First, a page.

skip to Main Content
Major Publishers Can Learn from Fortnite’s Monetization Model
  • Fortnite surpassed the $1B mark for total revenue in July by employing a unique monetization model compared to typical franchise games. Instead of selling its game for an upfront fee, Epic Games, the publisher of Fortnite, gives the game away and bets on its ability to monetize content in other ways.
  • While major publishers are not likely going to give their IP away, they can learn a lot from the success that Epic has had monetizing Fortnite.
  • Last week, Activision released the beta for Blackout, the upcoming battle royale game mode that will be included in the next installment of the Call of Duty franchise.

Fortnite still has a long way to go in order to catch up to other major game franchises. The way in which Fortnite became a success is far different. Most major franchises require initial purchases of the game. While Fortnite’s single-player PvE does have an upfront cost, its massively popular Battle Royale mode is free-to-play. By offering the game mode for free, Fortnite has been able to amass a giant following in a short period of time because there’s minimal friction to download the game and start playing with your friends without an upfront purchase. Despite Fortnite’s success, major publishers aren’t likely to start giving their IP away for free. They can, however, follow the way Epic has built in-app purchases into the game to better monetize their upcoming titles. 

Taking a look at some of the most popular video game franchises, many require upfront purchases of the content, including Call of Duty, FIFA, GTA, Madden, and Battlefield. Others, like Warcraft, offer their game for a monthly subscription fee.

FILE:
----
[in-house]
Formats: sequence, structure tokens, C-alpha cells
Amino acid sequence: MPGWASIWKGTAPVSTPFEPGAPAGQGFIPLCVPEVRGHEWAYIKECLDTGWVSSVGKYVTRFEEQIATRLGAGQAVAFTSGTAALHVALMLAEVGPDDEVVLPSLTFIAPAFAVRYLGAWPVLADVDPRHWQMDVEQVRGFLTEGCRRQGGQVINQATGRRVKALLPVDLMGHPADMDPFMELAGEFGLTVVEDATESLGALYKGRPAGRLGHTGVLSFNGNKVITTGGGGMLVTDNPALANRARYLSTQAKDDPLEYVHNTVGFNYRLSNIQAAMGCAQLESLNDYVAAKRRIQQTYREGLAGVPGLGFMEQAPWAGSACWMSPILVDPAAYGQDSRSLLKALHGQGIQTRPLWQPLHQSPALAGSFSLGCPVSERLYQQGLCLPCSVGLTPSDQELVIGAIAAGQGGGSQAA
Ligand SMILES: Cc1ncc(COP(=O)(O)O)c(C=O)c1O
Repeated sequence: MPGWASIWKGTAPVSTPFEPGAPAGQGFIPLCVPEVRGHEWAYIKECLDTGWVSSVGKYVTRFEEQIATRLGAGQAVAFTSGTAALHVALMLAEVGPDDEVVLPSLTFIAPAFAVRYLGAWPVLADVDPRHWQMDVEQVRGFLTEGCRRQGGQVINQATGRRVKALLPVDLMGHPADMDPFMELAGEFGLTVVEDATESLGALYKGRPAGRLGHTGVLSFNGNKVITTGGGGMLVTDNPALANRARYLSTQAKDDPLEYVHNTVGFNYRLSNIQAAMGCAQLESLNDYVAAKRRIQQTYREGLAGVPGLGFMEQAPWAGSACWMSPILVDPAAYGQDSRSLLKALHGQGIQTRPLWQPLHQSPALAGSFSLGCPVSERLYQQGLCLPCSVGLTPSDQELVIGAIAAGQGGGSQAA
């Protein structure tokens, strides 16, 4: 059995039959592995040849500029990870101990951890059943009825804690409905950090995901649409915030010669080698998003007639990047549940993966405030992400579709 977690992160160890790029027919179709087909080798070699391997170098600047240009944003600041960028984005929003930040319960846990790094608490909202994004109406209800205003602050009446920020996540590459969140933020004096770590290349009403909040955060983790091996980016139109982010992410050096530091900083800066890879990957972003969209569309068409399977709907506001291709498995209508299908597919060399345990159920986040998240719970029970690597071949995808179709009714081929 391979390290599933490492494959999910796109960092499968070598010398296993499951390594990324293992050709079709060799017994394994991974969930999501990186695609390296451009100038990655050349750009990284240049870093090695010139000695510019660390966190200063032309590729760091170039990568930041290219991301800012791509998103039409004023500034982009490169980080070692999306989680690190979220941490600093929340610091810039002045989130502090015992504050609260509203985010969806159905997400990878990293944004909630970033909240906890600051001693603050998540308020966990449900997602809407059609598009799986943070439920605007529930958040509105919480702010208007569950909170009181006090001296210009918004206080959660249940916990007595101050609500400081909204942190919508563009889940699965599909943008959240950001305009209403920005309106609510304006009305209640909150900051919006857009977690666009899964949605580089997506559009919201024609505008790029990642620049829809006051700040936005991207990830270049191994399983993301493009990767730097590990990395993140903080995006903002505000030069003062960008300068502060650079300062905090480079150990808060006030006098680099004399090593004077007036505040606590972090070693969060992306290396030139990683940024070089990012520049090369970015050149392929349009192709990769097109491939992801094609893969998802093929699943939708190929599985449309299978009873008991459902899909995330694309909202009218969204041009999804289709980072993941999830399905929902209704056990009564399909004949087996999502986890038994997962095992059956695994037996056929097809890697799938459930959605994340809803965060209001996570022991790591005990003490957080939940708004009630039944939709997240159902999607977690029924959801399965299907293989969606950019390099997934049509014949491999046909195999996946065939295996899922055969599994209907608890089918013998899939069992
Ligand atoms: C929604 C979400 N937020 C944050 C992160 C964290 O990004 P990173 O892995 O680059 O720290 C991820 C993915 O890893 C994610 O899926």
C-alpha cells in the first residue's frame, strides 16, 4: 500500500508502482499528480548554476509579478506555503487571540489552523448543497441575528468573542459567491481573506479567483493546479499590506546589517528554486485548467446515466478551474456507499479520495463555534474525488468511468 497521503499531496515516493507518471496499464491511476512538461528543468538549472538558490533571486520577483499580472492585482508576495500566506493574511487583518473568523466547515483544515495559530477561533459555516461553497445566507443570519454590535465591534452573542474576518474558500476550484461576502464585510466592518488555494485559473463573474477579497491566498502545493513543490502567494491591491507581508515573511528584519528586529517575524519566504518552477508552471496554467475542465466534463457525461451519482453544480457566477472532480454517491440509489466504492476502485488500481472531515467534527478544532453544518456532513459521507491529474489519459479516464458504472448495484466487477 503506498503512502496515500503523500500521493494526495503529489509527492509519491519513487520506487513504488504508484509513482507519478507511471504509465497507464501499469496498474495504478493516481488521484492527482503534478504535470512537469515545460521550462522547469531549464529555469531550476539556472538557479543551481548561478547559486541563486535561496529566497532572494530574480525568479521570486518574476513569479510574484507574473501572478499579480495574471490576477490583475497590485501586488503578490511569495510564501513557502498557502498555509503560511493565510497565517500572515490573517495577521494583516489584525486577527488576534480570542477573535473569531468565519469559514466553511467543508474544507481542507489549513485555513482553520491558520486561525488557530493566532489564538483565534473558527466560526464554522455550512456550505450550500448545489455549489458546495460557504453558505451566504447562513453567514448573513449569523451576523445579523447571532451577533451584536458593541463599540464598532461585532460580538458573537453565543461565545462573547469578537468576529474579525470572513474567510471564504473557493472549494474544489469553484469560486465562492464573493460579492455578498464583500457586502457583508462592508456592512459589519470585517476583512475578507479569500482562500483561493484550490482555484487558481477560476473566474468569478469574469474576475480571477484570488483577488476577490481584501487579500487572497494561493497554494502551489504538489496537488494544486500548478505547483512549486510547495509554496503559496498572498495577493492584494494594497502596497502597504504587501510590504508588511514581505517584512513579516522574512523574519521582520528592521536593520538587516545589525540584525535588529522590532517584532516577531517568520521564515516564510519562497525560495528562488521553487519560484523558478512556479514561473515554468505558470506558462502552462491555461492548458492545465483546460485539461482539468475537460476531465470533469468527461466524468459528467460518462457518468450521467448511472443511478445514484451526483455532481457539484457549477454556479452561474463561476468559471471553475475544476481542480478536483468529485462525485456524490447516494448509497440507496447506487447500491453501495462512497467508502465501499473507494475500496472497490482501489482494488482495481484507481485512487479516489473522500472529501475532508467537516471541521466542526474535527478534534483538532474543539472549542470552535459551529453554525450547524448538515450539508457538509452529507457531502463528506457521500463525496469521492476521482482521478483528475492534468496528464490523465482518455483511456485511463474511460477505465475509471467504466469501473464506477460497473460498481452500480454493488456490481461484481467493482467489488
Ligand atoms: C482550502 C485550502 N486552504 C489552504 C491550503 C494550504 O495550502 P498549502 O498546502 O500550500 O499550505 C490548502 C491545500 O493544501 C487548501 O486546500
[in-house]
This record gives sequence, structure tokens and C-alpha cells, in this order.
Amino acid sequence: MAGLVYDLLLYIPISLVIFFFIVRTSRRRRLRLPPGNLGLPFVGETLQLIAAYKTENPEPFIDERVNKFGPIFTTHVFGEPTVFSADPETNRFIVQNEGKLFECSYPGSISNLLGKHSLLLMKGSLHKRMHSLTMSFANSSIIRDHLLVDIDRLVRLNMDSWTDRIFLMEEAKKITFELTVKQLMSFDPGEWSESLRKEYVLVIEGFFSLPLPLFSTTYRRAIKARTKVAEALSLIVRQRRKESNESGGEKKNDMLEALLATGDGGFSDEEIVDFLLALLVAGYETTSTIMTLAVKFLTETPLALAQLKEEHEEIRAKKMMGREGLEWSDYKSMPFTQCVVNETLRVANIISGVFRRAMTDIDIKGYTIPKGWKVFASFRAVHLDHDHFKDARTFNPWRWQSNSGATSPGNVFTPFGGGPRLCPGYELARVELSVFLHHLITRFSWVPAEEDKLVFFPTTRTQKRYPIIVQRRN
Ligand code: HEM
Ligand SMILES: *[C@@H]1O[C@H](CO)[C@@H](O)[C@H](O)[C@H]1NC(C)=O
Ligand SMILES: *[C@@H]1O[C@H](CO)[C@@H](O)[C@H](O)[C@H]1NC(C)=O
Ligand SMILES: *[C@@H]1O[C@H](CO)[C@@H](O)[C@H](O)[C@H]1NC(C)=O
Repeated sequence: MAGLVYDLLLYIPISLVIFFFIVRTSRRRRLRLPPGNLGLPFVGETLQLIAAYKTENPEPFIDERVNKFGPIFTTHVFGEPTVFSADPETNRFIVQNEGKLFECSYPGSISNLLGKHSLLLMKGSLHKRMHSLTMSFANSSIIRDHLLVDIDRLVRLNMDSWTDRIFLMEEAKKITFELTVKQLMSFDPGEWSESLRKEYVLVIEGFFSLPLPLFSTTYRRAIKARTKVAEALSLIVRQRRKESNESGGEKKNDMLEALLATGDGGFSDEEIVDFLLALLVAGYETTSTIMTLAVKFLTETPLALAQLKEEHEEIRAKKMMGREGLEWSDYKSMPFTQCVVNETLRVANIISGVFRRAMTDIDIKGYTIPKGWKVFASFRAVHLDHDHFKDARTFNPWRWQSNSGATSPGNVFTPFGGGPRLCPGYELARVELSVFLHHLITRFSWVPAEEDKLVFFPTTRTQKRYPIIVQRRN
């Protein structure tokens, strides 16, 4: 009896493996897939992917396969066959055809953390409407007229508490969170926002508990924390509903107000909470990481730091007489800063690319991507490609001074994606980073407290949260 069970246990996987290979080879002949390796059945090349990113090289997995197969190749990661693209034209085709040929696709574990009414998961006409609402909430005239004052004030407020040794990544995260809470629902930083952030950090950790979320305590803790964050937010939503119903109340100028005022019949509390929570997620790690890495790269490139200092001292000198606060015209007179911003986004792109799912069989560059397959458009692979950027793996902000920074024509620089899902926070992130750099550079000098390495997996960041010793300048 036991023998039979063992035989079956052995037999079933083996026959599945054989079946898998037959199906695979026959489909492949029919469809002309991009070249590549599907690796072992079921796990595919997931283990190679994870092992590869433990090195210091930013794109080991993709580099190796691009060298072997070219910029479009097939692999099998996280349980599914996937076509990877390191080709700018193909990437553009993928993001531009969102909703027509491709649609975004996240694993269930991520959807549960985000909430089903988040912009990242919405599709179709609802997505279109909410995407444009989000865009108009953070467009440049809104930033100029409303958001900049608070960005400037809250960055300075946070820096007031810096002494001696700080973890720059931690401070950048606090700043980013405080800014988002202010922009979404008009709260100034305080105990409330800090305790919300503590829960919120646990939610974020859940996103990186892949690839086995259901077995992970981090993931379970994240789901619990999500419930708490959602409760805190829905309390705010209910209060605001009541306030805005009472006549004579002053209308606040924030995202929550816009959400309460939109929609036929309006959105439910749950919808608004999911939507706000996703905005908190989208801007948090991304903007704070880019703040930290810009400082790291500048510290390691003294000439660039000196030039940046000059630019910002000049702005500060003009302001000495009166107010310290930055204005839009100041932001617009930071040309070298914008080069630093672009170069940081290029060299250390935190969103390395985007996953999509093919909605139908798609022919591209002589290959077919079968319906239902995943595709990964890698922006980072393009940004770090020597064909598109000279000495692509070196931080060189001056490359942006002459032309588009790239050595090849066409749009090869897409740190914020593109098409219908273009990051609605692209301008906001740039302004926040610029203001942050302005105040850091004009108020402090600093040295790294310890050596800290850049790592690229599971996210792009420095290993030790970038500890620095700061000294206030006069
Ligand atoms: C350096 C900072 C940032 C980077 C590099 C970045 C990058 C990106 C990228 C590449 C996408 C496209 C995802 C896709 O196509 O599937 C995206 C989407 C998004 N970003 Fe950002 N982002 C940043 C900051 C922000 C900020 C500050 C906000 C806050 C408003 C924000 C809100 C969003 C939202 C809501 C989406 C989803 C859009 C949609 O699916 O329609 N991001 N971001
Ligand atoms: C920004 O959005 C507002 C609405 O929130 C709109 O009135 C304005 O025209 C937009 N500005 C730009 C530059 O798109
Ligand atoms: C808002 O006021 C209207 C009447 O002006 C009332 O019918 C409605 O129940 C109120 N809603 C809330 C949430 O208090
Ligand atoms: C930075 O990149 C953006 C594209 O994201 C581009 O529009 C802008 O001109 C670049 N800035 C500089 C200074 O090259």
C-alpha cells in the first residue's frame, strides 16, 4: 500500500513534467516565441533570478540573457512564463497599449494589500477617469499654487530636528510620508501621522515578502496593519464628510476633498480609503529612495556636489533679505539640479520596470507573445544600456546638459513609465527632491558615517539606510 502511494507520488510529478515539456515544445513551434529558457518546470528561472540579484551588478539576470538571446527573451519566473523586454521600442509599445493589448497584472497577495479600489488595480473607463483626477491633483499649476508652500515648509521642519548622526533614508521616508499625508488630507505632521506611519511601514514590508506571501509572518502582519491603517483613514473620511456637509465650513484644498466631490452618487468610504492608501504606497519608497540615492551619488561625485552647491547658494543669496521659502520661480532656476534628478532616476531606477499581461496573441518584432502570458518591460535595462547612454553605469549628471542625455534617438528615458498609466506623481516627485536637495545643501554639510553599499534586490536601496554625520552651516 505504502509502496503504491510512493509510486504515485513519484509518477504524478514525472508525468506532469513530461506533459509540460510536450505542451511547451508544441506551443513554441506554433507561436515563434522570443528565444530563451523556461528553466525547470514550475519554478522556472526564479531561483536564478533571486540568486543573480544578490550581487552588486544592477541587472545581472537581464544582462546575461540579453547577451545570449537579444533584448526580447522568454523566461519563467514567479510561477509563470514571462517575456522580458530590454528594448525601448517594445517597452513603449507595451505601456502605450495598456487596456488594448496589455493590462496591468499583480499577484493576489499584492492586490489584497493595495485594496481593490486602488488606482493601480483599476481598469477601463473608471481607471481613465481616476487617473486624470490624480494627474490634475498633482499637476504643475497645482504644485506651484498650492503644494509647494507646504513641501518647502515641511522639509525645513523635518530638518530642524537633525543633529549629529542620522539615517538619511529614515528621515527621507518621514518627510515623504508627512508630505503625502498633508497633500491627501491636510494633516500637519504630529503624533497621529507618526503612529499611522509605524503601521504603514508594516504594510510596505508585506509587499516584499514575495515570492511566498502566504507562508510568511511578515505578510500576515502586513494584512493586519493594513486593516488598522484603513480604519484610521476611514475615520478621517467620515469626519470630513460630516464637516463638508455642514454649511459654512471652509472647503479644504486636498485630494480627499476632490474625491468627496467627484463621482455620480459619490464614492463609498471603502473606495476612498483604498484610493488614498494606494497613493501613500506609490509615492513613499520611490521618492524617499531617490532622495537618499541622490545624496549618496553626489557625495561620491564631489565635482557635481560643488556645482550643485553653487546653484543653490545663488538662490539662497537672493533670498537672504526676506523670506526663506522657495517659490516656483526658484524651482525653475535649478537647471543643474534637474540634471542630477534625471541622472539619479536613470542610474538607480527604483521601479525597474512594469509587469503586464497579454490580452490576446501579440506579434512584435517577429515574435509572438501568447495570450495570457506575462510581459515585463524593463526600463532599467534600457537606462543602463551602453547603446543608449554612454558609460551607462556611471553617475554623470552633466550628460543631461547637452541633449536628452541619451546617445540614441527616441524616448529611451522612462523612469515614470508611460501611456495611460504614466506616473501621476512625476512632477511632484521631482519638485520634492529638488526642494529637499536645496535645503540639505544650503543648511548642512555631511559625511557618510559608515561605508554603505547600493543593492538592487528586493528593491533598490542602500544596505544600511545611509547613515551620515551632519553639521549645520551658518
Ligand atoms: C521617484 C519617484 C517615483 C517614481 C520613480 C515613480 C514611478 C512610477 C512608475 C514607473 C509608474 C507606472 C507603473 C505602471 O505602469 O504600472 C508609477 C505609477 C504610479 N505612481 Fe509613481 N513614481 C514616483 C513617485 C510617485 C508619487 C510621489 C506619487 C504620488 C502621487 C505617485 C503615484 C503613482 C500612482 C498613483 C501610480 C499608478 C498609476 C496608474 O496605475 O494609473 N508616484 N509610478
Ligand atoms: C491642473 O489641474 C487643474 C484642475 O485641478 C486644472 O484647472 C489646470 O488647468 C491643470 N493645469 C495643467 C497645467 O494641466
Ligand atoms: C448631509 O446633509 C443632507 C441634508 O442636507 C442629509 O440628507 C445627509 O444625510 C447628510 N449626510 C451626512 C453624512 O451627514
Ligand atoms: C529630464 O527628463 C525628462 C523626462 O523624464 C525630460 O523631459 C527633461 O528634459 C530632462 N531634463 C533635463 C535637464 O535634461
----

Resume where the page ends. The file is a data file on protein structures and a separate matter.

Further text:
Fortnite has taken a different path. Outside of the purchase of its single-player game mode, there are two ways in which Fortnite earns in-app revenue:

  • Battle Pass. Fortnite’s online multiplayer mode is broken up into seasons, which fluctuate in duration but tend to last about 75 days. Each season starts a player at Rank 0 and Tier 0. Throughout the season, players try to improve both their rank and tier. In-game items are unlocked at certain tier levels, but the majority of those in-game items can only be unlocked if a player purchases a Battle Pass for 950 V-Bucks. For context, 1,000 V-Bucks = $9.99 USD. At any point throughout the season, players can purchase a Battle Pass and retroactively own any items they have earned.
  • Item Shop. Fortnite’s item shop gives users the ability to purchase skins, emotes, pickaxes, gliders, and back bling not offered in the Battle Pass. Items range in price from 200-2000 V-Bucks and are changed daily. You can find out what items are offered today here.

While major publishers might consider offering a season pass for their games, it’s unlikely that they will sell the pass given the requirement for users to purchase the games up-front already. Instead, Activision and EA will likely rely on item shops to monetize the game mode. Across both the season pass and item shop, Fortnite has done a few things exceptionally well that Activision and EA can learn from.